100 lb. Club - Speaking of struggling
11-17-2005, 07:22 PM
I am having a horrible time getting started! Today I have had cookies and a cinnabon...that's right folks a cinnabon! :( I feel like such a failure. I am actually ashamed to see my husband's family this year because I am so huge! I don't kno what to do and I just can't seem to make the changes I need to be successful. :(
11-17-2005, 07:50 PM
Don't beat yourself up over the cinnabon. Just try to make healthier food choices for the rest of the day. What exactly are you doing to lose weight? I see that you have lost 5 lbs already! :carrot: Weight loss can be a very SLOW process. Just take it one day at a time. Don't give up!
11-17-2005, 07:50 PM
Kristin. Don't be so hard on yourself. Just try to learn from your mistakes and move on. If your husband's family is going to judge you based on that, please do not let it get to you. Be proud of the fact that you are putting forth the necessary effort to lose the weight. I'm sure you'll get lots of better advice from the support system here, but I just had to add my two cents. Good luck sweetie :hug: .
11-17-2005, 09:49 PM
At least you didn't eat a dozen cinnabons :) Tomorrow is another day! You can get back on and eat healthier tomorrow, right?! Youve lost 5 pounds already, thats a start :) Dont worry what your husbands family has to say, you dont live with them and you dont need to listen to them :)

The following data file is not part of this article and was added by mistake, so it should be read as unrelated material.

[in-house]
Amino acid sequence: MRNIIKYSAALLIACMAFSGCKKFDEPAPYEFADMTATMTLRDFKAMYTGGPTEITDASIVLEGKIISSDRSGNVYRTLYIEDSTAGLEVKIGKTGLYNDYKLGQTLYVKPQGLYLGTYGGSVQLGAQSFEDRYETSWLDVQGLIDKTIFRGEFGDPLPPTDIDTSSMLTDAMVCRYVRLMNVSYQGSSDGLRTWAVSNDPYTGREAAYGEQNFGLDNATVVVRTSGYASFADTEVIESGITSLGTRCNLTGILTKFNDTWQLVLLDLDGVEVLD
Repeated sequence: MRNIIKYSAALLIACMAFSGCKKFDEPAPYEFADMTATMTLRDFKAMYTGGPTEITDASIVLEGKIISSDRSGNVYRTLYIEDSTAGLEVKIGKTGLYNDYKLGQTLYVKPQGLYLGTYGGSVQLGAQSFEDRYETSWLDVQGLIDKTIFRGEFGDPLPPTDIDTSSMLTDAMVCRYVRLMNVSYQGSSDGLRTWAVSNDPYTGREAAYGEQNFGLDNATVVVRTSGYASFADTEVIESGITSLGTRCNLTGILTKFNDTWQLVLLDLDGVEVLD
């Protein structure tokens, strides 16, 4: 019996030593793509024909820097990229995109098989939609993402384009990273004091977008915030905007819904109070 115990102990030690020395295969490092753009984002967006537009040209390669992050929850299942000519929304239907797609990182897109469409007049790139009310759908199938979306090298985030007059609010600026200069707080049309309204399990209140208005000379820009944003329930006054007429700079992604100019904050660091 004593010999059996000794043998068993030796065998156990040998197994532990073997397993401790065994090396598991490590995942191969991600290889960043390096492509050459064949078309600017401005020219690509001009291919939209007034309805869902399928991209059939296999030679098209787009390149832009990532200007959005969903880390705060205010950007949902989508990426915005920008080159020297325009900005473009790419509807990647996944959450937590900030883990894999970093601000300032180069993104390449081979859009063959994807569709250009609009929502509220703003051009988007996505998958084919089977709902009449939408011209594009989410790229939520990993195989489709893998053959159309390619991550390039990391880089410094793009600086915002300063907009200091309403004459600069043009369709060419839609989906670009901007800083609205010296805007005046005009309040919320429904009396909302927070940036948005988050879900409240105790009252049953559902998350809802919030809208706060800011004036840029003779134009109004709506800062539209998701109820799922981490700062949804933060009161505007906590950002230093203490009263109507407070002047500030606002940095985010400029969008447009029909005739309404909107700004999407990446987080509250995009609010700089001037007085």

11-17-2005, 10:09 PM
Don't beat yourself up over the cinnabon -- it's SOOO yesterday! Try to just one or two small changes at a time -- drink less soda or eat more fruit or replace sugar with splenda in your coffee... even better -- get up right now and take a short walk -- even 5-10 minutes would be a good start!!
ANd yay for those 5 pounds!
11-17-2005, 11:37 PM
Since it can't be said often enough - don't beat yourself up. You are NOT a failure. You made a poor food choice. It isn't the first time, it won't be the last. You have to find a way to move on. Remember that losing weight is not an all or nothing contest. Think about how it came to be that you ate that cinnabon. I assume it wasn't planned or you wouldn't feel bad about it. Making mistakes is never fun but they can be valuable lessons if you don't waste time worrying over them. What could you have done to avoid it? Answer that question and you are less likely to find yourself in the same situation down the road. Consider, too, what might have been a better option if a similar situation is not avoidable. Maybe half a cinnabon next time?